While I work on Slutsky’s Labor Supply model for my “Slave Wage” paper, the model never addresses “other” motivators for working; such as having a pension at the end of a career. Enter Detroit and the slew of fire fighters (amongst others) who are about to have their pensions obliterated, as exampled in this story I read.
Here’s an example of what Detroit Fire Fighters can expect in slashes from their pensions. The median income for fire fighter in Detroit is $42,700 per year (BLS). They currently receive 56% of their salary as a pension, which is $23,912. For a family of four, that’s about the federal poverty line. If (as in other cases), Detroit wants to slash pensions to 25% of salary, that would be $10,675, which would be BELOW the federal poverty level of a SINGLE person.
The current budget shortfall for Detroit public pensions is about $8 Billion. Michigan has a GDP of about $37 Billion. If Michigan covers the pension short fall, it would suck 21% of their economy (I have no idea how much of that revenue was generated by Detroit). However, I seem to remember a crime bill in 1994 where Bill Clinton gave $15.8 Billion in Federal Money to police departments for a variety of stuff (including pensions). If the federal government were to cover the pension short fall in Detroit on its $16 Trillion economy, it would cost a measly 0.05% of GDP. Considering that the Fed printed $600 Billion in reserves to banks in 2012, it shouldn’t be a big deal to keep retired fire fighters out of poverty; but it is.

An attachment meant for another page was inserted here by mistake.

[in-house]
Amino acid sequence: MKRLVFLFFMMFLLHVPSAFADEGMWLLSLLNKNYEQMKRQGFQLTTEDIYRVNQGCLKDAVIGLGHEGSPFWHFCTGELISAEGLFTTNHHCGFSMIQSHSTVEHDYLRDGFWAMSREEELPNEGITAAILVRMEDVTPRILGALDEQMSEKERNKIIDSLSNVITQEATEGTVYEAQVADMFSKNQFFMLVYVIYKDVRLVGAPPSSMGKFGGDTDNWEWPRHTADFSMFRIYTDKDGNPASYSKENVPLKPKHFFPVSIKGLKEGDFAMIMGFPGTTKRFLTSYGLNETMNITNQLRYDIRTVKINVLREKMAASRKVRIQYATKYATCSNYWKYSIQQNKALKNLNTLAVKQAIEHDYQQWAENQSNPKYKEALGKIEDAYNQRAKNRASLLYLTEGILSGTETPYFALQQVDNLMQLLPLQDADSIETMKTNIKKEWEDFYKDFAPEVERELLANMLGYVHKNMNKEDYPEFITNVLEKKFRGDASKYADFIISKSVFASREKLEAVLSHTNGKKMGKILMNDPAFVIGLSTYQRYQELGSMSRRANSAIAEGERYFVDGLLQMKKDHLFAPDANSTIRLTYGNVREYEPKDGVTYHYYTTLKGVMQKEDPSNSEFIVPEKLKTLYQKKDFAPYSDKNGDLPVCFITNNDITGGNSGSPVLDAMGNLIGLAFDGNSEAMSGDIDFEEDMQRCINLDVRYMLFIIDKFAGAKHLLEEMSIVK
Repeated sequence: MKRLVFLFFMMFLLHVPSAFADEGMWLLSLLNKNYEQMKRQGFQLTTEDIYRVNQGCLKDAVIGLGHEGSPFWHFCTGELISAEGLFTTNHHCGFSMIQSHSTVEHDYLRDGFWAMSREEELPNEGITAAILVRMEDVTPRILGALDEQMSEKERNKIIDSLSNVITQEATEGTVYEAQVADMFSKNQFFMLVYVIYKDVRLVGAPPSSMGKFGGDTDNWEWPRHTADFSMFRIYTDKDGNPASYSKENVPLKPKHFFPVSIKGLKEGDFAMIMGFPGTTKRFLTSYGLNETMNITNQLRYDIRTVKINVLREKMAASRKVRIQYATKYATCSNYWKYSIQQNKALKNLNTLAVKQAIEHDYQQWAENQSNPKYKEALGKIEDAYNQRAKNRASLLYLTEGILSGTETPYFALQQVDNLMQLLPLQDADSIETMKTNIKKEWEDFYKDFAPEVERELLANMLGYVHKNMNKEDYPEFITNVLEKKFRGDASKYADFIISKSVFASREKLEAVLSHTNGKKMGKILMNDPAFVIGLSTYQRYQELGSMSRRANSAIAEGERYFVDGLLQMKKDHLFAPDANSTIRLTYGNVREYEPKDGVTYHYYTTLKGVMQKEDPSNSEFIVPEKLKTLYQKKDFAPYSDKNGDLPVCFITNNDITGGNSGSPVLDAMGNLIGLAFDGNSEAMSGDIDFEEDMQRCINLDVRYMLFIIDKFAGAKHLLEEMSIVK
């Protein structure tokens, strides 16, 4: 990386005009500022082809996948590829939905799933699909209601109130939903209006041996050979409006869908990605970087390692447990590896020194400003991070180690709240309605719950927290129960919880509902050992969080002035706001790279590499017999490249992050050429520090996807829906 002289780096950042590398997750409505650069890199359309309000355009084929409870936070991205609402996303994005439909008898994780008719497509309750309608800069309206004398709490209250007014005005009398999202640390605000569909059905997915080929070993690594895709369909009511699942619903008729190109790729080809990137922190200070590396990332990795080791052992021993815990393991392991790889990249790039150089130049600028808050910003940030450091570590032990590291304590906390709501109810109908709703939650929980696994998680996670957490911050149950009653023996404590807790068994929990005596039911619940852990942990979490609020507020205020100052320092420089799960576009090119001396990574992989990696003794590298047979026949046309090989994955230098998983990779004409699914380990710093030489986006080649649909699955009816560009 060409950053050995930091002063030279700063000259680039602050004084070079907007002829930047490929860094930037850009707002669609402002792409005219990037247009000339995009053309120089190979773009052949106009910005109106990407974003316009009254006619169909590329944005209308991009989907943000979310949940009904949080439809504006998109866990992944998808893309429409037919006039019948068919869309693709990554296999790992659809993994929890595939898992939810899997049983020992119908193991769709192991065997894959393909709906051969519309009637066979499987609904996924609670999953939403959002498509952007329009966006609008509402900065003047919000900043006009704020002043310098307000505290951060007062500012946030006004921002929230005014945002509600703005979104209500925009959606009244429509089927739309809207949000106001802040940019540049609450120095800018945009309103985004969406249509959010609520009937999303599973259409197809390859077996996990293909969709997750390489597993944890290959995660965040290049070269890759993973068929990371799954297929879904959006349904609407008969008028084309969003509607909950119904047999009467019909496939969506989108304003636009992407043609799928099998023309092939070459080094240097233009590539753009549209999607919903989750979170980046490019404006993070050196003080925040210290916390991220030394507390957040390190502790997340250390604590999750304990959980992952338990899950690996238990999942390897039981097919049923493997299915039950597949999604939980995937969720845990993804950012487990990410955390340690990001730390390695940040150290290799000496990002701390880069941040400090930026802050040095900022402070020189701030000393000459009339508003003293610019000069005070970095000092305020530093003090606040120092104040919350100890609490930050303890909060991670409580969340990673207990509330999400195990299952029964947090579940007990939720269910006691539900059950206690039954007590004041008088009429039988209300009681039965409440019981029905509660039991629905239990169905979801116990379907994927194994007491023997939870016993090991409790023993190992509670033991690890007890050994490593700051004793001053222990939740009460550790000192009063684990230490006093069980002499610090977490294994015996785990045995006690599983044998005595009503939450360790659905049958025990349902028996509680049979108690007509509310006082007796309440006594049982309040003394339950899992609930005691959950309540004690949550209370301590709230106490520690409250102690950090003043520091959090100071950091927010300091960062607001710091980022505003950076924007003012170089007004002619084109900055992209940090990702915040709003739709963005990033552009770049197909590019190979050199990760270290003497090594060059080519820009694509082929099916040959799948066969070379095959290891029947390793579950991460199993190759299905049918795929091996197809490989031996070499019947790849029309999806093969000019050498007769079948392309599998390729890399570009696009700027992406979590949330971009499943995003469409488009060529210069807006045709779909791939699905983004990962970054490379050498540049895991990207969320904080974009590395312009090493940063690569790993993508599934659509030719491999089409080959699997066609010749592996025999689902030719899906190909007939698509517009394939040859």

Fire Fighters across the country are going to have a bigger problem down the road, however; recruiting. Who will want to work for 20+ years, putting their lives on the line just so that they can face a life of poverty?
Let’s look at the basic model of Labor Supply that we all know & love (or hate) – or at least we should:
As wages increase, hours worked increases, up to an Indifference Curve where backward bending pressures can reduce hours worked (it’s the backward bending Curve that I’m tweaking for my paper).
Citizens expect value for their tax dollars, including public safety, which ironically, is Constitutionally mandated. For providing that public safety, workers are recruited in part because of the pension offers. Pension offers are also “descriptors” as to how we value the concept of public safety. In our basic labor supply model, let’s replace “wages” with “pension promise”. Without doing the math, just thinking about it in the graph clearly shows that fire fighters will withhold their labor. What’s the point? Even if we add a backward bending curve, the labor supply of fire fighters would still shrink.
Not paying the promised pensions of fire fighters isn’t just bad social policy, it’s bad politics, and bad economics.
In full disclosure, one cold February night, my house caught fire. Hordes of fire fighters spent most of the night fighting my fire, while in my PJs, I was placed into the Fire Chief’s car to keep warm. I was more than happy to pay every tax penny I could to those guys who not only showed bravery, but incredible amounts of compassion.